Daily Marauder Bike Weho

My Baby at the Starting Point/ West Hollywood, CA (I can finally rock a spoke card)

After a few weekend rides from Manhattan Beach to Palos Verdes, I thought I was ready to try the commute from my home in West Hollywood to Daily Marauder’s office downtown LA.

The Road

After procrastinating for far too long, I left my house at approximately 9:45AM. I took the diagonal down to Venice Boulevard along San Vicente. The wide road and easy traffic left me feeling over-confident. The computer on my back in my messenger bag started to ping my former shoulder injury almost immediately. Venice Boulevard in sight, I made the left and continued on ‘glee’-ful that I would finally have a bike lane. I did, for perhaps 2 lights. Le sigh.

Then, it was bike lane-free for the remaining 7 miles downtown. The traffic was light which made things fear-free.

Daily Marauder Office Downtown LA

Downtown LA

After arriving at work, I picked up the prerequisite coffee and quiche and carried my bike up the 4 flights of stairs to our office. I was exhausted and what’s more, at around 5PM, I would have to do it all again. Speaking of which, the ride home was by far scarier darting in between cars and buses pretending to be a bad ass while I tried to keep from peeing in my pants.

Distance: 26 miles roundtrip

Time: 2 hours and change

Hills: YES. OK…maybe I’m exaggerating here but I’m used to FLAT.

Pride: You can suck it LA. I’ll be back out there next Monday. This time, I think a back pack is in order.

NYC vs. LA

Daily Marauder Bike NYC

A Statement on the MTA/ Taken at 42nd Street/6th Avenue

In NYC, my morning commute would only consist of 3 miles each way. I would wear my cute dress and flip flops and ride along with the bike messengers to prove you can fashionably pass on the left. I would breeze into HBO feeling hardly challenged and park my bike in bike parking in the basement. The bike messengers and mail people in the building thought my daily commutes were pretty hysterical, especially as I suited up in my heels whipping out my BlackBerry as I motored for the elevator. Bike Barbie in. Professional Barbie out.

In LA, I bike 13 miles to work sneakers and Lululemon wicking fabric in tow. On the eastside, I arrived at work with 2 computers staring back at me. In LA, my MacBook Pro travels on my back. NYC doesn’t do hills unless you count the approach to the George Washington Bridge which really only applies to weekend rides for most people. LA’s got hills boy…HILLS. The last thing you want to see after 12 miles home from work is a wall of hill staring back at you.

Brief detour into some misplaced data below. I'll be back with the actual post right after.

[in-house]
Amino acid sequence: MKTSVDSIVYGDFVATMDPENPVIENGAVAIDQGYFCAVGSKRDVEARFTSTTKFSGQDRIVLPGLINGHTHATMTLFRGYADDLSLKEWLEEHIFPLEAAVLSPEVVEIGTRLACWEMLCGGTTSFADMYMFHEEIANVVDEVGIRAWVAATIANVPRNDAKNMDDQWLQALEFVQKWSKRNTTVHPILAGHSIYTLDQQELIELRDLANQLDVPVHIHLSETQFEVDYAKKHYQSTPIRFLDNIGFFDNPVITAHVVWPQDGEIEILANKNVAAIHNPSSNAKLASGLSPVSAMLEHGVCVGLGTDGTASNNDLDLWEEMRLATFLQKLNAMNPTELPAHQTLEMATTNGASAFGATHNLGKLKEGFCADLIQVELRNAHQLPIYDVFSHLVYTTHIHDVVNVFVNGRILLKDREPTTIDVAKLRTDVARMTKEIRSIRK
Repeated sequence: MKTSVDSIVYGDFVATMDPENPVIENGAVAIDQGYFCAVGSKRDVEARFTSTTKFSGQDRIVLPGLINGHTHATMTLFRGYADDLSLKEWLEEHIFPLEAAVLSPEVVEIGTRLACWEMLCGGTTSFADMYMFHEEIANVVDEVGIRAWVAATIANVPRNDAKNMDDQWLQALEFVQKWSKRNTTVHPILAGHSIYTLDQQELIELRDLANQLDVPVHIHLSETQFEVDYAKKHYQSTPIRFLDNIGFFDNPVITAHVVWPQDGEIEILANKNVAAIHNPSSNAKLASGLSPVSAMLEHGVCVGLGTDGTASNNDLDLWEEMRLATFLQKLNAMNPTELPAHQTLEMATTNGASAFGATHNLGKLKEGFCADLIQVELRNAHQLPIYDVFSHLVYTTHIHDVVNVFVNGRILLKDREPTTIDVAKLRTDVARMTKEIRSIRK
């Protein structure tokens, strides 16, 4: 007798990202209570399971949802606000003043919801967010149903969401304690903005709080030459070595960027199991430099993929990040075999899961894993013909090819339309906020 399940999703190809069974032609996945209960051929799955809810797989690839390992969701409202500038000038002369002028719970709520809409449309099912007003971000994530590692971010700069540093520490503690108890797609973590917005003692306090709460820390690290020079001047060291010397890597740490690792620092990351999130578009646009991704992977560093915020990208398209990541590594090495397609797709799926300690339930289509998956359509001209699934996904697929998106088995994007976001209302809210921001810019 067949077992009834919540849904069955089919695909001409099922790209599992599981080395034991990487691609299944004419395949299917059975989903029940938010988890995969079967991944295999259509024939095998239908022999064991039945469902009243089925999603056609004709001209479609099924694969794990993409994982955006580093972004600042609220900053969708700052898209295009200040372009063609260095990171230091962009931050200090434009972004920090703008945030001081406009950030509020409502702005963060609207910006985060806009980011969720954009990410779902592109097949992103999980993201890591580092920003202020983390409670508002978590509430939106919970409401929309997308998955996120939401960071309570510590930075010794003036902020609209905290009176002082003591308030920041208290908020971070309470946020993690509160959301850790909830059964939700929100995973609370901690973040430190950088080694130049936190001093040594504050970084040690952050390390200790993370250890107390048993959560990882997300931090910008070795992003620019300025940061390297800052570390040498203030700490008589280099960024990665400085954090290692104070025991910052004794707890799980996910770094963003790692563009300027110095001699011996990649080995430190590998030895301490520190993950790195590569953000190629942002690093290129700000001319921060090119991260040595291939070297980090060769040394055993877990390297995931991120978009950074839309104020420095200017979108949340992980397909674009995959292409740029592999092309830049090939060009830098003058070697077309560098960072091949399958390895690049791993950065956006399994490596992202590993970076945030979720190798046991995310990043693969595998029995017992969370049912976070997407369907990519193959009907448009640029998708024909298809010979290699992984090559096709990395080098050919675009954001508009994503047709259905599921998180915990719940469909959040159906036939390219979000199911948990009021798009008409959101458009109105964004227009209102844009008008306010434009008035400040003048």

Let’s talk cars for a second. Yes, NYC drivers are mean, cut in and out of traffic and will swear at you on a daily basis.

But here’s the difference: at least they know you’re THERE.

LA drivers hardly seem to be paying any attention at all trying to get in that text while looking for the closest Coffee Bean. Wake up y’all! Between NYC and LA, far too many of my friends have been hit by cars. A friend was recently hit in Brooklyn and more than twelve weeks later is still walking with a boot. Hell, I’ve been hit by a cab before. Be careful out there. I know some bikers can be assholes. I’ve seen them and ridden with them. They drive me nutty. Keep in mind; they are the few. Most of us are cool people who just want an alternative means to work outside the 4 wheels and gas tank (not to exclude you hybrids out there). So, in whatever city you live, go get your bike commute on and drop me a note and let me know how it goes.

Bike Commuting in NYC:

Ride the City

NYC Bike Maps

Map My Ride

Bike Commuting in LA:


LA Bikeways

Map My Ride

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TECHNOLOGY by Marauder
May 28, 2009, 3:11 PM
Filed under: TECHNOLOGY | Tags: , , , , , , ,


In early 2010, Plastic Logic is hoping to introduce a new e-reader that will challenge the dominance of Amazon’s Kindle. Plastic Logic’s entry into the field would be marketed to business professionals and feature an E Ink reading screen with touch capabilities, a very thin body and Wi-Fi and 3G connectivity. The New York Times/Bits blog (5/27)


Despite the economic conditions, Apple is setting out on an aggressive strategy to remodel 100 of its existing stores this year and open new ones in New York City, Paris, Italy and Germany, according to Ron Johnson, senior vice president of retail for the company. “We know that a lot of people are cutting back, but we’re doing the opposite,” he said. “We’re investing in the downturn.” USA TODAY (5/27)